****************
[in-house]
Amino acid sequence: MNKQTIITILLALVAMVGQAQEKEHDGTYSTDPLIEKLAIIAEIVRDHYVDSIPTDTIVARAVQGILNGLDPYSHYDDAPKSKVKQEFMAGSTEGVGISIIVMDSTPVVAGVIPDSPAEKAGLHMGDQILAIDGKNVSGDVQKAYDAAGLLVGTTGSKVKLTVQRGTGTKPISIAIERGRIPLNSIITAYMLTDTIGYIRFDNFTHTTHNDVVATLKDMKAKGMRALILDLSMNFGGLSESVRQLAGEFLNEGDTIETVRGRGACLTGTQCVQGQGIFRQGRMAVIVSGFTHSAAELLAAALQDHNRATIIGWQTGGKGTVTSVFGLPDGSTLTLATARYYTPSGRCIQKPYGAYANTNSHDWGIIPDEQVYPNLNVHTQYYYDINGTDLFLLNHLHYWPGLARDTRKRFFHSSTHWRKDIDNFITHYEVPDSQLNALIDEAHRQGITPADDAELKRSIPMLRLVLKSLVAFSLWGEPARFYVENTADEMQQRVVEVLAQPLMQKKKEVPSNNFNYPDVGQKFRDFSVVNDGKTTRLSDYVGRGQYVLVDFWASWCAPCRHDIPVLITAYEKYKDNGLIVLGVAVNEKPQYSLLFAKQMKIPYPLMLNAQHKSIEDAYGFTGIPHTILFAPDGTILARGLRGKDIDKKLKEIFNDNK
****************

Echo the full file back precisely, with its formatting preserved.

[in-house]
Amino acid sequence: MNKQTIITILLALVAMVGQAQEKEHDGTYSTDPLIEKLAIIAEIVRDHYVDSIPTDTIVARAVQGILNGLDPYSHYDDAPKSKVKQEFMAGSTEGVGISIIVMDSTPVVAGVIPDSPAEKAGLHMGDQILAIDGKNVSGDVQKAYDAAGLLVGTTGSKVKLTVQRGTGTKPISIAIERGRIPLNSIITAYMLTDTIGYIRFDNFTHTTHNDVVATLKDMKAKGMRALILDLSMNFGGLSESVRQLAGEFLNEGDTIETVRGRGACLTGTQCVQGQGIFRQGRMAVIVSGFTHSAAELLAAALQDHNRATIIGWQTGGKGTVTSVFGLPDGSTLTLATARYYTPSGRCIQKPYGAYANTNSHDWGIIPDEQVYPNLNVHTQYYYDINGTDLFLLNHLHYWPGLARDTRKRFFHSSTHWRKDIDNFITHYEVPDSQLNALIDEAHRQGITPADDAELKRSIPMLRLVLKSLVAFSLWGEPARFYVENTADEMQQRVVEVLAQPLMQKKKEVPSNNFNYPDVGQKFRDFSVVNDGKTTRLSDYVGRGQYVLVDFWASWCAPCRHDIPVLITAYEKYKDNGLIVLGVAVNEKPQYSLLFAKQMKIPYPLMLNAQHKSIEDAYGFTGIPHTILFAPDGTILARGLRGKDIDKKLKEIFNDNK